The bags 88 are delivered consecutively to the conveyor 20 supported on the weigh scale 18. The weight of a bag on this conveyor is transmitted over the connection 68 to preset the timer 66 for the corresponding "flow time." From the conveyor 20 the bag falls upon the vibratory pan feeder 22 and is transported through the aperture 46 into the hopper chamber 32. When the presence of the bag is detected by the material sensor 60, an "on" signal passes over the connection 86 to start the timer 66 and the device 74.
The device 74 initiates the generation and feeding of decontaminant fluid at a controlled, constant volume rate, whereby the bag 88 is immediately subjected to a portion of the decontaminant fluid injected into the hopper chamber, immediately falling into the granulating chamber where the contents are simultaneously reduced to small particles and mixed with the decontaminant. The particles fall through the classifier screen 42 and into the receiving chamber 36, into which a further portion of decontaminant fluid is injected by the device 74. A body 92 of ground and decontaminated waste is thereby produced at the receiving end of the screw auger 26. The auger carries this waste product to the receptacle 28. Alternatively, the screw auger may carry the waste product to a dewatering unit or system from which the fluid component flows to a sewer and the solids component is delivered to a suitable receptacle.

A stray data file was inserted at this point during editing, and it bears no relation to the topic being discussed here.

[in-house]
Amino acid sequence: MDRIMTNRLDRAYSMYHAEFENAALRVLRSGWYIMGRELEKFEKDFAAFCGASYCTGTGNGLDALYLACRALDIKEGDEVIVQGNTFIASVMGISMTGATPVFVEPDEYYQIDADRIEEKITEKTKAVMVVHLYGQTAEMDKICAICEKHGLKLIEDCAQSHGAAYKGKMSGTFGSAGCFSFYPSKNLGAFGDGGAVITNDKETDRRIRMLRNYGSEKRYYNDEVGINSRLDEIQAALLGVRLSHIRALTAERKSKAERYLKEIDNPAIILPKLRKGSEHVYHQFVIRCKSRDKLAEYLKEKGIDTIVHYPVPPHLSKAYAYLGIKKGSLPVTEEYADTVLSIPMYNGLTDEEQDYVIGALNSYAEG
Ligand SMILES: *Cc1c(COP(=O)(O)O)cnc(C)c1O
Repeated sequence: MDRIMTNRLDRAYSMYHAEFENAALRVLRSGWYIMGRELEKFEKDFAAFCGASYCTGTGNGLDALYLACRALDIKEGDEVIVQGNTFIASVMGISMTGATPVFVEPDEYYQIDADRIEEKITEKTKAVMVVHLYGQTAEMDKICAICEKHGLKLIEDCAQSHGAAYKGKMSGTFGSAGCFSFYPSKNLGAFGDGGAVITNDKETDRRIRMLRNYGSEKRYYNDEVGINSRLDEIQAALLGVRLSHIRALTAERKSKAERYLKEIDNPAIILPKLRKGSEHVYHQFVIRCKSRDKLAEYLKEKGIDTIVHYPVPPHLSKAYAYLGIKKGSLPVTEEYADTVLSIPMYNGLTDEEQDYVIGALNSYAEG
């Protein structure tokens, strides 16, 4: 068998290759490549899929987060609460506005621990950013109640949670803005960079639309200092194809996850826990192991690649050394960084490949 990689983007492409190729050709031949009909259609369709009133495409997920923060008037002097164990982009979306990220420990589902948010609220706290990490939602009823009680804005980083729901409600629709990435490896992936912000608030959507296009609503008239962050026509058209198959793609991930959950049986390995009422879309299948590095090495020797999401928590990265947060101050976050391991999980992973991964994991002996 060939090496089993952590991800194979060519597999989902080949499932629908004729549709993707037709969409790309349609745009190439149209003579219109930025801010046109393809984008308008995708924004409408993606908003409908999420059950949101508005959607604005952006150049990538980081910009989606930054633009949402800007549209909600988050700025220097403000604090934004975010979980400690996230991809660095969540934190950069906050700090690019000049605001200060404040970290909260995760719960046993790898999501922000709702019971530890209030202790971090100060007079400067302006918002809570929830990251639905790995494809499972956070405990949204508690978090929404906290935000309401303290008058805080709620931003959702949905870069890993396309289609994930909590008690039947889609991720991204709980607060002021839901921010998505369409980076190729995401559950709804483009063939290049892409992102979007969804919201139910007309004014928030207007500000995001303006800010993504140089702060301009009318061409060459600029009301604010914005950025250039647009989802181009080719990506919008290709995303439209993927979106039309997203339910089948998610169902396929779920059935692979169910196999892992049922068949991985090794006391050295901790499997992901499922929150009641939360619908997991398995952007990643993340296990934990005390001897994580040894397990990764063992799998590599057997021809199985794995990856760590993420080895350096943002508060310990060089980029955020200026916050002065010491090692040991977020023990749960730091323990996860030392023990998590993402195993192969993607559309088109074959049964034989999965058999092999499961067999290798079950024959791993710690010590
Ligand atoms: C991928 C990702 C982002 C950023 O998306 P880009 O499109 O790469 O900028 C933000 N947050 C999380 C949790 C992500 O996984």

The timed duration of operation of the device 74, and therefore the total volume of decontaminant fluid pumped into the contents of the bag 88, corresponds to the value preset into the timer 66. This in turn corresponds to the weight of the bag and its contents detected by the weigh scale 18. By this means the volume of decontaminant fluid used can be automatically made proportional to the weight of the waste materials, thereby producing the predetermined or required dosage measured in units of weight of the active ingredient per unit of weight of the waste material.